Wednesday, November 21, 2012

Those Three Little Words

During my first few months at the College Park fire station in the autumn of 1985, I learned several unique lessons.  Oddly, the most important rule I learned was not one I expected, but have come to truly understand.  It was all about the THREE LITTLE WORDS they never wanted to hear come from your pie hole. 
At first, the use of these three words seemed harmless, and not being allowed to say them felt like a silly, but manageable phase of initiation.  What harm could come from saying them.  They weren’t argumentative, offensive, racist, or harmful words.  They were simple words that would be used to start a sentence, to define a source, to establish validity of a story.  These were words often spoken with pride, yet here, they were poison. 
It soon became apparent that resisting was going to be difficult.  I found myself wanting to use these words … a lot.  As I became more comfortable in my new surroundings, I began to become frustrated by this seemingly ridiculous rule.  I tried and tried, but often had to catch myself as these words escaped my lips.  My frustration led to anger.  How dare these people restrict my language by eliminating these three little words?  I could understand eliminating phrases like, “I don’t think…”, or “I don’t wanna…”, or “Why must I…”, or “I just can’t…”   These negative statements should ALWAYS be avoided by anyone striving to achieve greatness.   In an organization that relies on teamwork, they could be considered rebellious.  Even Jeff Spicoli’s famous line, “I don’t know”, wasn’t restricted.  Thank Goodness Mr. Hand wasn’t a line officer, huh? 

The three words that seemed to get everyone’s panties in a bunch were “Back Home We”.  Nobody cared what you did “back home” at your fire station.  You were here in Prince George’s County, serving as a member of the College Park Volunteer Fire Department.  The only thing that mattered is that you knew how things were done HERE!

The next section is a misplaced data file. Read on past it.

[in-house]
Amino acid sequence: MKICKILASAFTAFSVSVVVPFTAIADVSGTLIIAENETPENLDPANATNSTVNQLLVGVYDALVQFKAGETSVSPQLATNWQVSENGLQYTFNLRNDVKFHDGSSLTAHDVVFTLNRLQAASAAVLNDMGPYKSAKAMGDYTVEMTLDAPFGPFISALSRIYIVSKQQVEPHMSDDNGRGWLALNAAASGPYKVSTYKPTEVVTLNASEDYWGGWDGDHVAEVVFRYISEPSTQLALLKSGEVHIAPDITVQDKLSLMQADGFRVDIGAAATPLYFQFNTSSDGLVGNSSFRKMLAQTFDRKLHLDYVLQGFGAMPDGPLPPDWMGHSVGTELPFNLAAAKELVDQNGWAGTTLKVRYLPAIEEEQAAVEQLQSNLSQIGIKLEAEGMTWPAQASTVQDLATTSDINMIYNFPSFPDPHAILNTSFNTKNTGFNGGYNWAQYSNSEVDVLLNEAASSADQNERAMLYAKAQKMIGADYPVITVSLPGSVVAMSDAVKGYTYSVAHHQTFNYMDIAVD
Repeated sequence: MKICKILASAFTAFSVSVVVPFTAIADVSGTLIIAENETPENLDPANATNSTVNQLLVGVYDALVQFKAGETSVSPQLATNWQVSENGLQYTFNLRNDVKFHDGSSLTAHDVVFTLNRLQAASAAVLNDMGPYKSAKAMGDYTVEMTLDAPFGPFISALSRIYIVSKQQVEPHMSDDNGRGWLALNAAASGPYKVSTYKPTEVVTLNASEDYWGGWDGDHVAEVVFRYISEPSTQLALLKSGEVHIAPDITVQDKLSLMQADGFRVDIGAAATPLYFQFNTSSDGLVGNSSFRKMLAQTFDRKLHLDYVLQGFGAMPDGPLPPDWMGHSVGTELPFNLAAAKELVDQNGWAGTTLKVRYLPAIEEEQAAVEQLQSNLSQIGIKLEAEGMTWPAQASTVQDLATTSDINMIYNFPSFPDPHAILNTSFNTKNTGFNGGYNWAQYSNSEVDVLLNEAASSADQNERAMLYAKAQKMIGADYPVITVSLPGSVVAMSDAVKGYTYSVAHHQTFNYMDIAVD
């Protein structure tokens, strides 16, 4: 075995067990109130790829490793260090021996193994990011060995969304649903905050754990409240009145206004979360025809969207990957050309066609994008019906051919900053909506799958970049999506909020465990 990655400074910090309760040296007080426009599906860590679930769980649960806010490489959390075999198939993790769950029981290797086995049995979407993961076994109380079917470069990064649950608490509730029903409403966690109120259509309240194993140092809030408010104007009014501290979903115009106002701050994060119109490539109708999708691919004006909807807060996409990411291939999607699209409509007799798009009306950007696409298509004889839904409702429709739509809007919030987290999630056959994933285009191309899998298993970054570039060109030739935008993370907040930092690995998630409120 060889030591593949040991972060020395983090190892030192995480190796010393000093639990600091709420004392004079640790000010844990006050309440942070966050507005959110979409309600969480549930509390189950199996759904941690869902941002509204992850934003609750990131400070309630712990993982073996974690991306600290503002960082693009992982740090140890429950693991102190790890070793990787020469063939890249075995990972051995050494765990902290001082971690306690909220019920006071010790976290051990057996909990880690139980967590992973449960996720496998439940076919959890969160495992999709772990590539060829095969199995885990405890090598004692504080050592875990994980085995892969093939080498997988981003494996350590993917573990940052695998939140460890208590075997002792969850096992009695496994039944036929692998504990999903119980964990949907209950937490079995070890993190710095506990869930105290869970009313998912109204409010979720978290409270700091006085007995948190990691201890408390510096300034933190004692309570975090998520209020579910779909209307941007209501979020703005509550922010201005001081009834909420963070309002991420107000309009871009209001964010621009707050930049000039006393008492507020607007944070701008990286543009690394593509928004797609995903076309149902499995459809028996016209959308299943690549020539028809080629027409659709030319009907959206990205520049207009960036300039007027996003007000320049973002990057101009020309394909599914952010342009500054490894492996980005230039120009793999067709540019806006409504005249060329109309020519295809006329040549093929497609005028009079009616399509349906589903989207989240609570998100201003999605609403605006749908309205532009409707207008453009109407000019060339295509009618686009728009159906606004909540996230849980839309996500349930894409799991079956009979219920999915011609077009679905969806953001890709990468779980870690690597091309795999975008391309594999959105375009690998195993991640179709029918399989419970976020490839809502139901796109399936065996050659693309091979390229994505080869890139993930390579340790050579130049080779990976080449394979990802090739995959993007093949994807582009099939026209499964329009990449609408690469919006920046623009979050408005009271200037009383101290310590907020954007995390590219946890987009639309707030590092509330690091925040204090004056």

It didn’t take me long to learn why “back home we” was so toxic.  The College Park Station was staffed by students in fire protection curriculums.  We had ALL come from rather progressive departments, and each of us represented the best of the youth from our respective departments.  That’s 12 smart individuals from 12 different departments, most of which did things a little different from the others.  This wasn’t the West Lawn Fire Company, and despite my beliefs at the time, there was always another way to do things.  If the CPVFD allowed the “back home” influence from every one of the probies that walked through their doors, their identity, traditions, reputation and sense of solidarity would be eroded. 
In time, as I progressed through the ranks and I had proven myself to the officers and members of the department, my opinion began to matter.  Once I had firmly implanted myself into the ways of the CPVFD, the knowledge I brought from the WLFC became relevant.  I am proud to say that some ideas that were born in little ‘ol West Lawn Borough were incorporated into programs in the City of College Park.  Eventually I was permitted to say “Back home, we…”, but not before I learned why I couldn’t as the new guy in the house. 
I learned to understand patience, and tolerance for others opinions.  I realized that I was the new guy in town, not the organization.  They had been hosin’ and truckin’ for decades before the mere consideration of my existence.  Despite how smart I thought I was, I thankfully learned that others may be smarter.  The humbling experience of being forced to forget the past and accept the present was a valuable lesson that now, makes all the sense in the world. 
This is a lesson that I have applied numerous times in my life.  As the new guy, I always take the time to get to know the people and the system that is in place, giving them every opportunity to show me what is already in place.  This open-mindedness has helped me learn quite a bit about organizational philosophies as well as individual capabilities.  I only wish others in my recent past would have learned the same lesson of respect that the CPVFD taught me.  THAT story, I will save for another time...
Happy Thanksgiving, everybody.  Enjoy a safe and wonderful time with your family and friends as we celebrate of the "things" we have in life .

Friday, October 12, 2012